"...because I know whom I have believed and am convinced that He is able to guard what I have entrusted to Him until that day."
2 Tim. 1:12.
Is your faith based on a what or a whom? For Paul it was the Person Jesus Christ. Through their intimate personal relationship, Paul was confident of God's leadership and guidance. He needed this when placed in situations where social and cultural norms collided with his faith.
In his endeavor to be all things to all men Paul didn't flip-flop theologically in order to be politically correct and non-offensive. With Christ's help in setting boundaries Paul integrated himself into society. As opposed to adopting a confrontational approach - "I'm right and you dummies are wrong!" Paul looked for natural openings to share the Good News.
Acts 17 covers Paul's trip to
Exploring the city Paul discovered an interesting fact about the residents -
they were very religious people. When he found the altar to the Unknown God (no
harm covering all the bases) he used it to his advantage. Instead of chiding
the people for using worship as an insurance policy, Paul took this as an open
door. And did he have Good News for them! Paul personally knew this Deity and
was happy for the chance to introduce the Athenians to Him. This was possible
because Paul knew Whom, and not just what he believed. His foundation was
While doing doctoral studies at
Baxter Kruger attended a lecture by one of the early editors of well known, popular Christian magazine. This gentleman was a well-respected individual in the
evangelical community. Kruger was stunned at the speaker's concern for this
group. In this man's opinion, evangelicals had placed the Bible (the written
Word of God) in a higher position of esteem and authority than Jesus - the real
Word of God. Unconsciously they'd slipped into worshipping the book and not the
author. How had that happened?
The principle of Sola Scriptura is an outgrowth of the Reformation. John MacArthur on www.ligionier.org presents an excellent explanation of this from an evangelical viewpoint and with a great sense of humor.
"Sola Scriptura simply means that all truth necessary for our salvation and spiritual life is taught either explicitly or implicitly in Scripture. It is not a claim that all truth of every kind is found in Scripture...for example, Scripture has little to say about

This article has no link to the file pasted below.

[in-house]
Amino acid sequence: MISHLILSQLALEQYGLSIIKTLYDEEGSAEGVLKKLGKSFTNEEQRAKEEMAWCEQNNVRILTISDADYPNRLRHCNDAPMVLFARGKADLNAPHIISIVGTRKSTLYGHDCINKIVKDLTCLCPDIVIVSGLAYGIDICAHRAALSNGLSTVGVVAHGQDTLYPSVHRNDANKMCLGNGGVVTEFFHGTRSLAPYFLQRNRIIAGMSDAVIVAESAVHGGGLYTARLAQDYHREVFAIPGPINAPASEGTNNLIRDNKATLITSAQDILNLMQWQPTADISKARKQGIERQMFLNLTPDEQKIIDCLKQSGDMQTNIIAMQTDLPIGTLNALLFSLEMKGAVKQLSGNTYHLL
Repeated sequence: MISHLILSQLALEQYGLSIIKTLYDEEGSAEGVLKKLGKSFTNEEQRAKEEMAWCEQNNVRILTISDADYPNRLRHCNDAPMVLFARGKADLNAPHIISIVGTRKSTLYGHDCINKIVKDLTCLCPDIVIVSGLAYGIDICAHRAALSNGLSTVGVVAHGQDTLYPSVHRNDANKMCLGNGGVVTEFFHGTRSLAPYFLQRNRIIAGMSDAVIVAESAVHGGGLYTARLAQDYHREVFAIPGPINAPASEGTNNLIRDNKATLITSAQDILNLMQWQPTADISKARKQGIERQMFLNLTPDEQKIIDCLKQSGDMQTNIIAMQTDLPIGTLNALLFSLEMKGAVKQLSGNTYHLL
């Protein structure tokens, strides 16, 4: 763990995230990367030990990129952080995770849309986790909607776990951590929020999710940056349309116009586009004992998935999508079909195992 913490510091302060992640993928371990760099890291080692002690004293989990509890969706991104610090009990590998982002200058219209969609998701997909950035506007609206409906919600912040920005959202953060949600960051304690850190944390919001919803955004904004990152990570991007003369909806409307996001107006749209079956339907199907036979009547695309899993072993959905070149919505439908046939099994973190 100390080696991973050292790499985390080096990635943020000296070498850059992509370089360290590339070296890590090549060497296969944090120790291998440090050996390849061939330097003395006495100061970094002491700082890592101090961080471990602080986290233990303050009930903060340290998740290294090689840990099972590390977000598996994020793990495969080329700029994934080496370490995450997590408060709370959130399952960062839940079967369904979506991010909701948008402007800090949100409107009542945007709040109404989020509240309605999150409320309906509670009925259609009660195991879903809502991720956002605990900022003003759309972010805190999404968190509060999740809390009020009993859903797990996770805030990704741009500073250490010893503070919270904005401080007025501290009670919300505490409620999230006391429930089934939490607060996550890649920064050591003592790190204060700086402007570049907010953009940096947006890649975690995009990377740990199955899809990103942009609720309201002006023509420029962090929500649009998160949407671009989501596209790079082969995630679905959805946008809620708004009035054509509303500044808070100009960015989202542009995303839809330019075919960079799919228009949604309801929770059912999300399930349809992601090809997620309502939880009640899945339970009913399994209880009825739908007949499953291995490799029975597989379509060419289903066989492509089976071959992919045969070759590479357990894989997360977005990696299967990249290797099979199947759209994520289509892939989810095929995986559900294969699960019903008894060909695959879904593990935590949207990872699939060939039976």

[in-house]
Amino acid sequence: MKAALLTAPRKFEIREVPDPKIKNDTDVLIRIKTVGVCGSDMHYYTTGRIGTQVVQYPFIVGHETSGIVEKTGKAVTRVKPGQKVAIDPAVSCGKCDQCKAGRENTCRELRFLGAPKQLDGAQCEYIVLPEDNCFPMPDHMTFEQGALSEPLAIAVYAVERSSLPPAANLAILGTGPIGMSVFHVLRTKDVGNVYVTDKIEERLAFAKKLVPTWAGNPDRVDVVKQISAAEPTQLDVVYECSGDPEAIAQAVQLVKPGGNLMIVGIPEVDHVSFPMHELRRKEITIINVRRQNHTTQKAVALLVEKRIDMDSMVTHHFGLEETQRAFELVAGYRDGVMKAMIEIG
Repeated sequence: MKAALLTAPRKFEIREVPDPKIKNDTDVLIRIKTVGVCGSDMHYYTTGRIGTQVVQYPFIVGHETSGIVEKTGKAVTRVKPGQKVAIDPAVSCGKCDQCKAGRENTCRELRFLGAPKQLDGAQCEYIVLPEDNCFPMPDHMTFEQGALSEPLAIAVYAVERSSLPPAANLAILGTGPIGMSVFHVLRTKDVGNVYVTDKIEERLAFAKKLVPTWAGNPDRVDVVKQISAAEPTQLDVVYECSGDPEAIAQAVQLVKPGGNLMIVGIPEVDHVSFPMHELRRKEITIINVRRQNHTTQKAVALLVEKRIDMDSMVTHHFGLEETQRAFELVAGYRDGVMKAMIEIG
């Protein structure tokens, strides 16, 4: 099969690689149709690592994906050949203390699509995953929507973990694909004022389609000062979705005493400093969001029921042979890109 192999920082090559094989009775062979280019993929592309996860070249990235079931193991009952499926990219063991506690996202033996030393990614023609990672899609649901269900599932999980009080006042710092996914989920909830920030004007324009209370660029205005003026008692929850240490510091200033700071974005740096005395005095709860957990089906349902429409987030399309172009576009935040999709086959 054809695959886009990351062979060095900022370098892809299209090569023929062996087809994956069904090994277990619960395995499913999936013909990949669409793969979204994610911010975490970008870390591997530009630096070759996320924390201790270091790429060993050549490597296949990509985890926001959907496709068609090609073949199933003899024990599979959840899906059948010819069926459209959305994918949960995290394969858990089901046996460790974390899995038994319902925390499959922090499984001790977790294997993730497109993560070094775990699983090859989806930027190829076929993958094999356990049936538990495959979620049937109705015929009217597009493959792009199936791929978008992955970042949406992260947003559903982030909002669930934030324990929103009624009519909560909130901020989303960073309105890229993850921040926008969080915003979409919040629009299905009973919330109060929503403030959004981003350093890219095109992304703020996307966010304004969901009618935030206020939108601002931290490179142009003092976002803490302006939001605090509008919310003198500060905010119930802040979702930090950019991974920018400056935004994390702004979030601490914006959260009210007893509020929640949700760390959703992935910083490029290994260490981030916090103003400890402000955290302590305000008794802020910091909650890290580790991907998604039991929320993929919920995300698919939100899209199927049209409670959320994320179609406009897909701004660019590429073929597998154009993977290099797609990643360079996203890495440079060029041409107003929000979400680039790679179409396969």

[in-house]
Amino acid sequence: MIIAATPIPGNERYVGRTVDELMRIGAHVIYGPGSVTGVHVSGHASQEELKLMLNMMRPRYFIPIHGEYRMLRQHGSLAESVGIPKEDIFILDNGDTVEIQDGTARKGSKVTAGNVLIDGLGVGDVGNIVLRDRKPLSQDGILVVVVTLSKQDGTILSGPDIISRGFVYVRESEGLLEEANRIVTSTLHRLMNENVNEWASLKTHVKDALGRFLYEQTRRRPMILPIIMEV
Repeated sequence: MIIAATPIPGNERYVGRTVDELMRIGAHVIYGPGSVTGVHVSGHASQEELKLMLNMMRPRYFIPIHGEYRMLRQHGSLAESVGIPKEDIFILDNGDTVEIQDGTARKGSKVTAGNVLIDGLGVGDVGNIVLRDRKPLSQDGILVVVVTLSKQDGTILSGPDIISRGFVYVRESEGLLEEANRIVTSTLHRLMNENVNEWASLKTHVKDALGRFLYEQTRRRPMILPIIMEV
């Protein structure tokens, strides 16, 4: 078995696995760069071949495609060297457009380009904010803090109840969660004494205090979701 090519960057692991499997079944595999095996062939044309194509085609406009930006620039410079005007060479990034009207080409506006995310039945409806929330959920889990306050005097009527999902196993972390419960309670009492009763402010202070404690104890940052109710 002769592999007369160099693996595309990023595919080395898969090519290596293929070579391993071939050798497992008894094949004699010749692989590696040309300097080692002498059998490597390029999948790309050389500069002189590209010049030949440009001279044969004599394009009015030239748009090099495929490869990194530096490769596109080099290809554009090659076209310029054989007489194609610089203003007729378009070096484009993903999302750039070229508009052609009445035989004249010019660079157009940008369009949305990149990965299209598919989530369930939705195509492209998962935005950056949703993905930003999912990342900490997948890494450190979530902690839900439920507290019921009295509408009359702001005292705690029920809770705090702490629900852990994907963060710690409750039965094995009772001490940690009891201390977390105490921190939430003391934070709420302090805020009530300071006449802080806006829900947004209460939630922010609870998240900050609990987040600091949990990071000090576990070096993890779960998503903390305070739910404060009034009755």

structures, microbiology, the rules of Chinese grammar and rocket
What Kruger understood the speaker to say was that inadvertently the Bible had become the "gold standard" for revelation as opposed to personal revelation from Jesus Himself. Relationship was with a text not a person.
To be clear, I love the Bible. I have plenty of them in all sizes, shapes and flavors, hard and soft bound and even electronic. Since I don't read Hebrew, Greek or Aramaic I'm at the mercy of the translators and their personal biases (and they do have them...we all do).
Paul and the early church didn't have Bibles because they didn't exist. Jewish believers may have possessed a familiarity with the Old Testament and even owned a small portion or two of it. But the Gentiles who quickly joined their ranks were clueless, which was not necessarily a bad thing. Early believers trusted Holy Spirit to guide them into truth, and they needed all the help they could get. There were heresies, false doctrines and opposition aplenty.
In my opinion, Sola Scriptura was a necessary but an over correction to curb abuses in the church. Dependency shifted back to the Bible as a book of rules and regulations as opposed to an unfolding revelation of the nature and character of God. Early on I was taught to solely trust Scripture and to be suspicious of personal revelations received by direct interaction with God. Best leave that to the professionals.
Paul upset the balancing act, tipping the scales in favor that the Word is a Person as opposed to a book. He believed Christ was the more capable of the two to keep him in line when navigating uncharted waters. Jesus was Paul's Sola Scriptura - the true living Word of God.
How about you? Is your faith based on information and knowledge gleaned solely from the Bible (which is a great place to start) or on Jesus the Author and Finisher of your faith? When was the last time you asked God to weigh in on a matter, and then searched the Bible for a confirmation of what you'd heard? Do you find it easier to use the Bible as a how-to manual as opposed to interacting with Father, Son and Holy Spirit whom are full of surprises?
Whatever you do...don't ditch your Bible! However, don't use it as a substitute for an intimate, personal relationship with God.